Distinguishing gender with common gender nouns
How do you distinguish gender with common gender nouns? I thought that it was with the article, but in lesson 3.15, the picture shows a male security guard and the caption is "la guarda jurado." Would it be correct for a male: "el guarda jurado", and a female: "la guarda jurada"?
This may help Exceptions to the 'o' ending for masculine nouns
What is a common gender noun? Is that any noun that can take either el or la....like el radio and la radio, el cometa, la cometa. Here sex doesn't even enter into the picture.
Did you mean a common sex noun? One that can be used for either sex?
Thanks for the quick responses!
My Spanish/English dictionary calls noun forms that do not change with sex/gender "common" in the legend where "mf" is used. Example: El/la cobaya. Male/female quinea pig. El/la dentista.
I am confused about the vocabulary lesson in 3.15. The picture shows a male security guard. The caption is "La guarda jurado."
I was wondering if this is correct. Do you use el/la to denote whether the "guarda" is male or female? Does jurado change to jurada like a normal adjective, as well.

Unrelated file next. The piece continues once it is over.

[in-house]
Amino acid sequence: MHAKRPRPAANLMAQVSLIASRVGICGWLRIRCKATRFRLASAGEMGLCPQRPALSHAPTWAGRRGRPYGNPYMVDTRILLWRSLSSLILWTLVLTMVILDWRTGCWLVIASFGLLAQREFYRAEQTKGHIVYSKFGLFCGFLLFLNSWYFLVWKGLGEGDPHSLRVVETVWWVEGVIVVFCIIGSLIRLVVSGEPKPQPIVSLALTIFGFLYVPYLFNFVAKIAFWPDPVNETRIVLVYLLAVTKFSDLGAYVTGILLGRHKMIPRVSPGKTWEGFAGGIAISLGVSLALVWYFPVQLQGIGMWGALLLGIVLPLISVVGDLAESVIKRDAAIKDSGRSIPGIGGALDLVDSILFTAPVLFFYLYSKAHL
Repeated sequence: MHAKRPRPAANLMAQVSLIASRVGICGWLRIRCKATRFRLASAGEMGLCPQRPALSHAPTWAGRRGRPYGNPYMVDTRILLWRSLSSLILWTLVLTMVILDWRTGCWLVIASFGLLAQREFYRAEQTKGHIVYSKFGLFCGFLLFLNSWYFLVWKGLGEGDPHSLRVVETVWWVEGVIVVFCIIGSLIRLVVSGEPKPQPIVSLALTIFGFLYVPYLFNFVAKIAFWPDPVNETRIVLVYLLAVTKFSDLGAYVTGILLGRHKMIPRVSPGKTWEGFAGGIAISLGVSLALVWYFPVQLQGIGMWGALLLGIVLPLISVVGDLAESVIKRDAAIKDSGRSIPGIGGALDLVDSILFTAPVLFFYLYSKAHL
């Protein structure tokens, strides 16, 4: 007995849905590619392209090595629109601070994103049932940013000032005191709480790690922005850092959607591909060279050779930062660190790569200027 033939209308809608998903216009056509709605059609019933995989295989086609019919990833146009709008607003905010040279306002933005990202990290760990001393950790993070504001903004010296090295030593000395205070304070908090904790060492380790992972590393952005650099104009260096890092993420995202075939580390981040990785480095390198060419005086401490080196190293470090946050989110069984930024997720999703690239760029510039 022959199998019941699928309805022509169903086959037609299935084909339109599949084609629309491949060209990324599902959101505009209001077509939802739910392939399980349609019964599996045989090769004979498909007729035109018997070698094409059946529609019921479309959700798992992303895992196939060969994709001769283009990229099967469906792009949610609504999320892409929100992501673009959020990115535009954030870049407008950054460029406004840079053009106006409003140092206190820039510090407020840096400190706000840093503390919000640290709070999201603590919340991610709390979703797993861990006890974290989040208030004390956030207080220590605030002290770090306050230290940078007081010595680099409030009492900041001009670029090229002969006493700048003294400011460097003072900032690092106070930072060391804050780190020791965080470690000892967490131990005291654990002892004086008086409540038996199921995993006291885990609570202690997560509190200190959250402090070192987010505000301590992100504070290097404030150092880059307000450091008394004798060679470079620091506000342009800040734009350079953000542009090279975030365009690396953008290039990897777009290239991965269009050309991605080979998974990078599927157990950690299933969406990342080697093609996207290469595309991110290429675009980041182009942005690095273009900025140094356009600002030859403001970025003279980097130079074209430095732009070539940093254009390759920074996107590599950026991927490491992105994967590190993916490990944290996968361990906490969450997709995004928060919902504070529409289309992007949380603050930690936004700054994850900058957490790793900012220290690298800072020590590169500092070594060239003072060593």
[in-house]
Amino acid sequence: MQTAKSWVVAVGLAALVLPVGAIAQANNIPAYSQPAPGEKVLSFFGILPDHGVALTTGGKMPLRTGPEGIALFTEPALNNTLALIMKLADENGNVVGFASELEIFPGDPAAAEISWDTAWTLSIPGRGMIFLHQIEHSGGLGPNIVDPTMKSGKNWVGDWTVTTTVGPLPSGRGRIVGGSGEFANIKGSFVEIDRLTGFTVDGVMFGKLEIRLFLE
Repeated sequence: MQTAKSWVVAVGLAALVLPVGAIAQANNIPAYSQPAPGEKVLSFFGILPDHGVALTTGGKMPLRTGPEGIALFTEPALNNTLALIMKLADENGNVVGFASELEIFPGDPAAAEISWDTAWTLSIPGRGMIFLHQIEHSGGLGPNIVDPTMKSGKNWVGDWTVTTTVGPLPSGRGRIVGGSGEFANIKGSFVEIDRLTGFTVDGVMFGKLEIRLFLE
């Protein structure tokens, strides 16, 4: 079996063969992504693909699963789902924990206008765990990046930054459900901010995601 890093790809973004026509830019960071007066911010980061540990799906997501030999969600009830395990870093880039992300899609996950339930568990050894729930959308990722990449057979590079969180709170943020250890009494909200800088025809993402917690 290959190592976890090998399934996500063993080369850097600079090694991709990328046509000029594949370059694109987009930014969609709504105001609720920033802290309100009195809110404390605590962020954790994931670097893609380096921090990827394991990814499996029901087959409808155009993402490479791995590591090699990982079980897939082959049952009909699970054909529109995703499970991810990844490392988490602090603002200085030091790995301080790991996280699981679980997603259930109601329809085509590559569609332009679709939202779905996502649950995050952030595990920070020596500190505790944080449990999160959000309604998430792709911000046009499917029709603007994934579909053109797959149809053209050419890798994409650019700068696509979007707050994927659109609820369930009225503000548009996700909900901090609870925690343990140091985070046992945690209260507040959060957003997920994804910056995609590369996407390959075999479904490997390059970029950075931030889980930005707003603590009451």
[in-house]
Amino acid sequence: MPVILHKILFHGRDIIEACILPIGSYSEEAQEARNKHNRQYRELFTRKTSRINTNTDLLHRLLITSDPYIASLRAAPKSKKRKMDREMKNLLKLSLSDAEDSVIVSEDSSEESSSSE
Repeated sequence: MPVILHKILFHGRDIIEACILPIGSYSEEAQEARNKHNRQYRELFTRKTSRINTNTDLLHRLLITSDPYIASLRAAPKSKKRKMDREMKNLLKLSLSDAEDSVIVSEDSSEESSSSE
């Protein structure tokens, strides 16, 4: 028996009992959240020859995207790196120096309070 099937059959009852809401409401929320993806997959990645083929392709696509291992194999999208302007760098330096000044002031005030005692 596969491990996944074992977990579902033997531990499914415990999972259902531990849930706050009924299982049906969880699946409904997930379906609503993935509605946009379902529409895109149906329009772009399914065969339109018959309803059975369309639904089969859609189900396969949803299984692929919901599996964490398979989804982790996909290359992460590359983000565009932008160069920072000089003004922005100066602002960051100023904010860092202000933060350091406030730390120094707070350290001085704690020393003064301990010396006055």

Male: El guarda jurado, los guardos jurados Female: La guarda jurado, las guardas juradas.
Is it always "La guarda," and you denote the sex/gender with either jurado or jurada? La guarda jurado, la guarda jurada?
com. Persona que tiene a su cargo el cuidado de algo:
el guarda de la finca.
The gender of a noun is not determined by the adjective modifying it. It is the adjective that shows concordance with the gender of the noun.
el guarda jurado (male security gurard) o la guarda jurada (female security guard)
if you want a more interesting example try policía
la policía=policewoman or the police in general